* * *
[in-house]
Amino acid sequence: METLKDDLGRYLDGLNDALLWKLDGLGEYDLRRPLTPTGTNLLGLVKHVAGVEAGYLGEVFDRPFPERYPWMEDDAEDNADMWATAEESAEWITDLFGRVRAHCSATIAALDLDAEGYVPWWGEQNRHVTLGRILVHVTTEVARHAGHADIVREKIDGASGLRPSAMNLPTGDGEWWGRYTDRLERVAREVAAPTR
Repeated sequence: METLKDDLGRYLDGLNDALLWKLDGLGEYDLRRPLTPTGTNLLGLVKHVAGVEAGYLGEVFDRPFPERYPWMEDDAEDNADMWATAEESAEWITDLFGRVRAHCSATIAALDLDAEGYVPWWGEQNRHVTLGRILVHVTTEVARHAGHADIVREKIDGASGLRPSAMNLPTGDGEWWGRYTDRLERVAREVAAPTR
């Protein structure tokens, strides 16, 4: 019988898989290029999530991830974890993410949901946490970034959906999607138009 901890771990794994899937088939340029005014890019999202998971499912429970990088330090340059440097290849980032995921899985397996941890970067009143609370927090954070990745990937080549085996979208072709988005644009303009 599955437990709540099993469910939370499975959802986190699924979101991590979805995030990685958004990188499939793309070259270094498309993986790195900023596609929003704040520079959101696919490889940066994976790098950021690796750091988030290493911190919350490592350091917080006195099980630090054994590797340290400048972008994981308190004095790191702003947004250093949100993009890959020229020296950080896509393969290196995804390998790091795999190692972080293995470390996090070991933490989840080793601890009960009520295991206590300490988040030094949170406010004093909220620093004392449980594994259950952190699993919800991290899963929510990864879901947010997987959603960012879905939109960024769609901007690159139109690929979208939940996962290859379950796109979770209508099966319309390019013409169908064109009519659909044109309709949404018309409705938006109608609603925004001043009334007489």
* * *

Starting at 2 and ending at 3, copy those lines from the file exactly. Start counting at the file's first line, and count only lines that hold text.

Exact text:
Amino acid sequence: METLKDDLGRYLDGLNDALLWKLDGLGEYDLRRPLTPTGTNLLGLVKHVAGVEAGYLGEVFDRPFPERYPWMEDDAEDNADMWATAEESAEWITDLFGRVRAHCSATIAALDLDAEGYVPWWGEQNRHVTLGRILVHVTTEVARHAGHADIVREKIDGASGLRPSAMNLPTGDGEWWGRYTDRLERVAREVAAPTR
Repeated sequence: METLKDDLGRYLDGLNDALLWKLDGLGEYDLRRPLTPTGTNLLGLVKHVAGVEAGYLGEVFDRPFPERYPWMEDDAEDNADMWATAEESAEWITDLFGRVRAHCSATIAALDLDAEGYVPWWGEQNRHVTLGRILVHVTTEVARHAGHADIVREKIDGASGLRPSAMNLPTGDGEWWGRYTDRLERVAREVAAPTR